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ming the inviolability of God’s original covenant with Abraham (47:1–23—cf. Num

34:3–12). The division of the land between the tribes is given (48:1–29) and they are all

there! Yahweh has kept His promise to preserve His people and restore them from their

captivity. But the most significant thing is that the name of the city is “Yahweh is There”

(48:35). All is completed. The visions have come to pass. The Lord is dwelling with His

people.

Conclusion

Ezekiel stands as a great object lesson on the condition necessary for God to

dwell on earth among His people. As discouraging as the Babylonian destruction of

Jerusalem and the seventy-year captivity must have been, Ezekiel’s concluding vision

must rank as one of the most encouraging for those descendents of Abraham who will

accept what it naturally asserts and seek to live in light of its future certainty.

SELECT BIBLIOGRAPHY

Alexander, Ralph H. Ezekiel. Everyman's Bible Commentary series. Chicago: Moody Press, 1976.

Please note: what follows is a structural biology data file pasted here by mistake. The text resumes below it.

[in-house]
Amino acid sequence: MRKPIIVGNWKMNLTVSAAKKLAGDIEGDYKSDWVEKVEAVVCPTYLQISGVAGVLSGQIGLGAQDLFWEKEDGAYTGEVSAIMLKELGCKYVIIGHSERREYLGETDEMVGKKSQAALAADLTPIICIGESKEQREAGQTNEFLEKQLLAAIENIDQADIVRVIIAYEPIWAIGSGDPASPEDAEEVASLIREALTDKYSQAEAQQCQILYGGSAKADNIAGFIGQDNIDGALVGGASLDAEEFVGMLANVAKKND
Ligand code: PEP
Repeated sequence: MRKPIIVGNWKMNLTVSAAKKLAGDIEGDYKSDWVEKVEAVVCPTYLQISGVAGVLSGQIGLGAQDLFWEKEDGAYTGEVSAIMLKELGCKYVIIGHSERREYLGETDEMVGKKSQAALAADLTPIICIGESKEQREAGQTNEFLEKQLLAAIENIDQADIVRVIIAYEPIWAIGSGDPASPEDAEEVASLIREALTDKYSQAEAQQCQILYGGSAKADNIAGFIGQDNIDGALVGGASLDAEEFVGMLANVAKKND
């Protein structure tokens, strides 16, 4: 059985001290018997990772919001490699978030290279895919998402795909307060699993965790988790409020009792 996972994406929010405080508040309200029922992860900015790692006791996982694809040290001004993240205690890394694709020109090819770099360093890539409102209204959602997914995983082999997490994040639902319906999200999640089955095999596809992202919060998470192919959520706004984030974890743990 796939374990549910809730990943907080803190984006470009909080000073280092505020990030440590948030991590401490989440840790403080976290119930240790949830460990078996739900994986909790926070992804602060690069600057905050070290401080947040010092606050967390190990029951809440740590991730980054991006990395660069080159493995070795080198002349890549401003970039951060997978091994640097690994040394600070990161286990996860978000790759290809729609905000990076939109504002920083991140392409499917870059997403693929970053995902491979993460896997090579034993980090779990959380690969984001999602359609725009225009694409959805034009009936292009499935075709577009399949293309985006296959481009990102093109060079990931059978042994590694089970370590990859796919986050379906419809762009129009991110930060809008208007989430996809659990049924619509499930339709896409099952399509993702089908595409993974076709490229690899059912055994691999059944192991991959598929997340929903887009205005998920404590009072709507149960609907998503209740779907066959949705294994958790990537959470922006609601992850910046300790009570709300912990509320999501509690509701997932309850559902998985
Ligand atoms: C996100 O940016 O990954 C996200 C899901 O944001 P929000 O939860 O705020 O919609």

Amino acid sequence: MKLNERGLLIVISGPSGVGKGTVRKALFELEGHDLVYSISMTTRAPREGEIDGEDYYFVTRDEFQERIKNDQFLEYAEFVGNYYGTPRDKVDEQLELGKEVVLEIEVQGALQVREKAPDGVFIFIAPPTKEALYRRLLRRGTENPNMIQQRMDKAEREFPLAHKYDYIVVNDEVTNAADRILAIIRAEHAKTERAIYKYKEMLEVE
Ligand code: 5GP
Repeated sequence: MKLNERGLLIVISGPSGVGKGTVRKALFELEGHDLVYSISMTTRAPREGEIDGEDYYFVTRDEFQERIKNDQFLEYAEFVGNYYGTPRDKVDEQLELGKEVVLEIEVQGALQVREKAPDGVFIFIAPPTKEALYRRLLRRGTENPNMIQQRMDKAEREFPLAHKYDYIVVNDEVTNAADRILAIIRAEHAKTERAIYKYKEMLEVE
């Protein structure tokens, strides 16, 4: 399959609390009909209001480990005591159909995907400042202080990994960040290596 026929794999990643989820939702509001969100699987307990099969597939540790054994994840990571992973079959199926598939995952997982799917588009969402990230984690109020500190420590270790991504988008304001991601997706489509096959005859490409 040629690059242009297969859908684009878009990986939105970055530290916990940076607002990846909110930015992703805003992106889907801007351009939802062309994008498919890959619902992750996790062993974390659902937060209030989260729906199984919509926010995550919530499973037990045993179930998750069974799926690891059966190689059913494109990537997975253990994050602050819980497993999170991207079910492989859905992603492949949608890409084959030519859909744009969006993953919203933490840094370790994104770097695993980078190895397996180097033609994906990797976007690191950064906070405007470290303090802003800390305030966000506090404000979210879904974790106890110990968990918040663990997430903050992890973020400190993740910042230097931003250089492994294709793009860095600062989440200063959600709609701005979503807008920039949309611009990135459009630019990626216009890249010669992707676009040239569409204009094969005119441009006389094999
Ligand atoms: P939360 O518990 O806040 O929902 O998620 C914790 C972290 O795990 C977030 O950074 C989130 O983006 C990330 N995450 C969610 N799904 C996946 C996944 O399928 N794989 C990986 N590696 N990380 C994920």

Alexander, Ralph H.. “Ezekiel.” In Isaiah-Ezekiel. Vol. 6 of Expositor's Bible Commentary. 12 vols. Edited by Frank E. Gaebelein and Richard P. Polcyn. Grand Rapids: Zondervan Publishing House, 1986.

Dyer, Charles and Gene Merrill. “Ezekiel.” In Old Testament Explorer. Edited by Charles R. Swindol and Roy B. Zuck. Nashville: Word Publishing, 2001.

Dyer, Charles H. “Ezekiel.” In The Bible Knowledge Commentary: Old Testament. Edited by John F. Walvoord and Roy B. Zuck. Wheaton: Scripture Press Publications, Victor Books, 1985.

Merrill, Eugene H. “A Theology of Ezekiel and Daniel.” In A Biblical Theology of the Old Testament. Edited by Roy B. Zuck. Chicago: Moody Press, 1991.

Parunak, Henry van Dyke. “The Literary Architecture of Ezekiel's mar'ot 'elohim.” Journal of Biblical Literature 99 (1980): 61-74.

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